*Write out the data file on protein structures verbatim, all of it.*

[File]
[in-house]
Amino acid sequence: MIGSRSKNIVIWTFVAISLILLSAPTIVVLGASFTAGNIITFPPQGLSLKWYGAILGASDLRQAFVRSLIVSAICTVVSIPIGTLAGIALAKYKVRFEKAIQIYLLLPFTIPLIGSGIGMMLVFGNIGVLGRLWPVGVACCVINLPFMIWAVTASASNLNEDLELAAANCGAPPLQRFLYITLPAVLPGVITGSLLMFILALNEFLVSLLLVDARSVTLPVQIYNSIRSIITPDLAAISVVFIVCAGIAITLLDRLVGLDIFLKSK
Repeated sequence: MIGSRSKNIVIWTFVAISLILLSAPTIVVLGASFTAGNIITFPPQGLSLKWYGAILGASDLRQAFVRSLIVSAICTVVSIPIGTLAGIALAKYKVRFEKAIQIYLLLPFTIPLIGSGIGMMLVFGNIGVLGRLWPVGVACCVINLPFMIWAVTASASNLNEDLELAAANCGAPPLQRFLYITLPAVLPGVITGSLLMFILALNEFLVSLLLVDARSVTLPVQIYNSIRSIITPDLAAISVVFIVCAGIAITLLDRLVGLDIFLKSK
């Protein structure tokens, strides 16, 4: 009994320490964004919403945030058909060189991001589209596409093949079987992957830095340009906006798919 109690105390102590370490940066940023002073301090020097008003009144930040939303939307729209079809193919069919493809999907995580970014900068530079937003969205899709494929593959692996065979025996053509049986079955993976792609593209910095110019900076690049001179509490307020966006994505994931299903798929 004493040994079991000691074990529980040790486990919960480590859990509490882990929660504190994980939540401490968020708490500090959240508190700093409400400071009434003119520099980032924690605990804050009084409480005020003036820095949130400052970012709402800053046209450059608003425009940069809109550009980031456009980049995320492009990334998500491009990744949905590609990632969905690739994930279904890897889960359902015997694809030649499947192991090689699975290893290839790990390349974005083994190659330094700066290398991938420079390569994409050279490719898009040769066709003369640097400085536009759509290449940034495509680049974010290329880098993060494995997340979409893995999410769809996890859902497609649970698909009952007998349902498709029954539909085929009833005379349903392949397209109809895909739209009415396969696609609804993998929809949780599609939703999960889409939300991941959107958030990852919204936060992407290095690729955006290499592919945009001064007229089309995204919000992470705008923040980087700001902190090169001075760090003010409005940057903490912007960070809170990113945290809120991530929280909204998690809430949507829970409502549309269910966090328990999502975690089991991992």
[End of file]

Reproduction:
[in-house]
Amino acid sequence: MIGSRSKNIVIWTFVAISLILLSAPTIVVLGASFTAGNIITFPPQGLSLKWYGAILGASDLRQAFVRSLIVSAICTVVSIPIGTLAGIALAKYKVRFEKAIQIYLLLPFTIPLIGSGIGMMLVFGNIGVLGRLWPVGVACCVINLPFMIWAVTASASNLNEDLELAAANCGAPPLQRFLYITLPAVLPGVITGSLLMFILALNEFLVSLLLVDARSVTLPVQIYNSIRSIITPDLAAISVVFIVCAGIAITLLDRLVGLDIFLKSK
Repeated sequence: MIGSRSKNIVIWTFVAISLILLSAPTIVVLGASFTAGNIITFPPQGLSLKWYGAILGASDLRQAFVRSLIVSAICTVVSIPIGTLAGIALAKYKVRFEKAIQIYLLLPFTIPLIGSGIGMMLVFGNIGVLGRLWPVGVACCVINLPFMIWAVTASASNLNEDLELAAANCGAPPLQRFLYITLPAVLPGVITGSLLMFILALNEFLVSLLLVDARSVTLPVQIYNSIRSIITPDLAAISVVFIVCAGIAITLLDRLVGLDIFLKSK
């Protein structure tokens, strides 16, 4: 009994320490964004919403945030058909060189991001589209596409093949079987992957830095340009906006798919 109690105390102590370490940066940023002073301090020097008003009144930040939303939307729209079809193919069919493809999907995580970014900068530079937003969205899709494929593959692996065979025996053509049986079955993976792609593209910095110019900076690049001179509490307020966006994505994931299903798929 004493040994079991000691074990529980040790486990919960480590859990509490882990929660504190994980939540401490968020708490500090959240508190700093409400400071009434003119520099980032924690605990804050009084409480005020003036820095949130400052970012709402800053046209450059608003425009940069809109550009980031456009980049995320492009990334998500491009990744949905590609990632969905690739994930279904890897889960359902015997694809030649499947192991090689699975290893290839790990390349974005083994190659330094700066290398991938420079390569994409050279490719898009040769066709003369640097400085536009759509290449940034495509680049974010290329880098993060494995997340979409893995999410769809996890859902497609649970698909009952007998349902498709029954539909085929009833005379349903392949397209109809895909739209009415396969696609609804993998929809949780599609939703999960889409939300991941959107958030990852919204936060992407290095690729955006290499592919945009001064007229089309995204919000992470705008923040980087700001902190090169001075760090003010409005940057903490912007960070809170990113945290809120991530929280909204998690809430949507829970409502549309269910966090328990999502975690089991991992």